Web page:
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EDITORIAL
Year : 2020  |  Volume : 15  |  Issue : 3  |  Page : 469-470

Neurosurgical practice during Coronavirus Disease-2019 pandemic


Department of Neurosurgery, UPUMS, Saifai, Etawah, Uttar Pradesh, India; Department of Neurosurgery, Banbuntane Hospital, Fujita Health University, Nagoya, Japan

Date of Submission06-Apr-2020
Date of Acceptance11-May-2020
Date of Web Publication28-Aug-2020

Correspondence Address:
Dr. Ahmed Ansari
Department of Neurosurgery, UPUMS, Saifai, Etawah, Uttar Pradesh, India

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Source of Support: None, Conflict of Interest: None


DOI: 10.4103/ajns.AJNS_141_20

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How to cite this article:
Ansari A. Neurosurgical practice during Coronavirus Disease-2019 pandemic. Asian J Neurosurg 2020;15:469-70

How to cite this URL:
Ansari A. Neurosurgical practice during Coronavirus Disease-2019 pandemic. Asian J Neurosurg [serial online] 2020 [cited 2020 Sep 22];15:469-70. Available from: http://www.asianjns.org/text.asp?2020/15/3/469/293706



The novel coronavirus disease-2019 (COVID-19) outbreak originated from Wuhan, Hubei province, China, at the end of 2019 was declared as a public health emergency globally on January 30, 2020, by the World Health Organization (WHO). “Severe acute respiratory syndrome coronavirus-2” became the official term later, only to be renamed by the WHO as COVID-19.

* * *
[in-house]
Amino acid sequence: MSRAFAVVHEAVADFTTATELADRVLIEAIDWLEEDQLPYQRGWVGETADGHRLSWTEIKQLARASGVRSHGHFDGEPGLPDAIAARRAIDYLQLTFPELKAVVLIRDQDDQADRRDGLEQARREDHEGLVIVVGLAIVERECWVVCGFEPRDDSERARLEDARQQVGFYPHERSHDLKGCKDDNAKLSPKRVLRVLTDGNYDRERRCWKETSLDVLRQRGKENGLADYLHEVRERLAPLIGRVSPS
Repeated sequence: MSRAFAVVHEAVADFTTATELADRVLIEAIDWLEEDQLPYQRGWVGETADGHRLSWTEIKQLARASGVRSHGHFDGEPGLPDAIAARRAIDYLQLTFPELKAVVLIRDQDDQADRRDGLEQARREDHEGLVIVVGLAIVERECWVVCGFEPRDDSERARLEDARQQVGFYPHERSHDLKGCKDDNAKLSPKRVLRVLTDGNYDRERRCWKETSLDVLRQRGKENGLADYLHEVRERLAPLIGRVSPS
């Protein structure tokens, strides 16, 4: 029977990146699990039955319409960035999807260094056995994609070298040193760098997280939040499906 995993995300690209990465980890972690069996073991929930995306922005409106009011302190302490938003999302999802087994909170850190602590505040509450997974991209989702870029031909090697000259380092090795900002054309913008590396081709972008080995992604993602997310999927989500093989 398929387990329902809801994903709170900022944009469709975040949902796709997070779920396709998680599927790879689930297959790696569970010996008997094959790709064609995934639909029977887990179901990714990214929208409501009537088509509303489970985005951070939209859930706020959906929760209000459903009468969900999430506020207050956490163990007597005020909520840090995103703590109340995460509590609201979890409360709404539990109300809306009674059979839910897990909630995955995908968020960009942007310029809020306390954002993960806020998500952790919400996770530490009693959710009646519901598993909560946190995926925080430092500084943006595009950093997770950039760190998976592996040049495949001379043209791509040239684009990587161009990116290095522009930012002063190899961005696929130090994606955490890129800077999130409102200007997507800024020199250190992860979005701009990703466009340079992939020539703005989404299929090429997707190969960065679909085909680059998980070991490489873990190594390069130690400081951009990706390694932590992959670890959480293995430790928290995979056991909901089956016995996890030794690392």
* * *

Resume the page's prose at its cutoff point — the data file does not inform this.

These are indeed crazy times – unlike anything we have lived through. As individuals, we are all impacted by travel restrictions, school closings, shuttered restaurants, and empty grocery shelves. These all have far-reaching consequences for neurosurgeons, our staff, and support systems and are constantly changing. Remaining healthy, active, mentally well and supported is increasingly difficult. So much about our lives has been turned upside down.

With elective surgeries and meetings postponed in most countries at this moment, these are nevertheless testing times. There are three important factors in the management strategy of neurosurgical procedures in times of COVID-19:

  1. Availability of protective gears, personal protective equipment, powered air-purifying respirators, ventilators, and patient beds
  2. Triage of cases available
  3. Distribution of neurosurgeon consultants, residents, and nursing staff.


Utilization of the available resources (protective gears, ventilators, and patient beds) depends a lot on the country in question, local factors, and financial availabilities. Decisions remain the responsibility of local healthcare delivery systems, including state and local health officials and those surgeons who have direct responsibility to the patients. A 30% complete utilization of available neurosurgical resources in these times is an appreciable number, keeping in view to hand over the rest 70% to the COVID patients, whether it be ventilators, beds, or workforce.

A worthwhile pondering list of neurosurgical emergencies to be carried during these testing times has been summarized: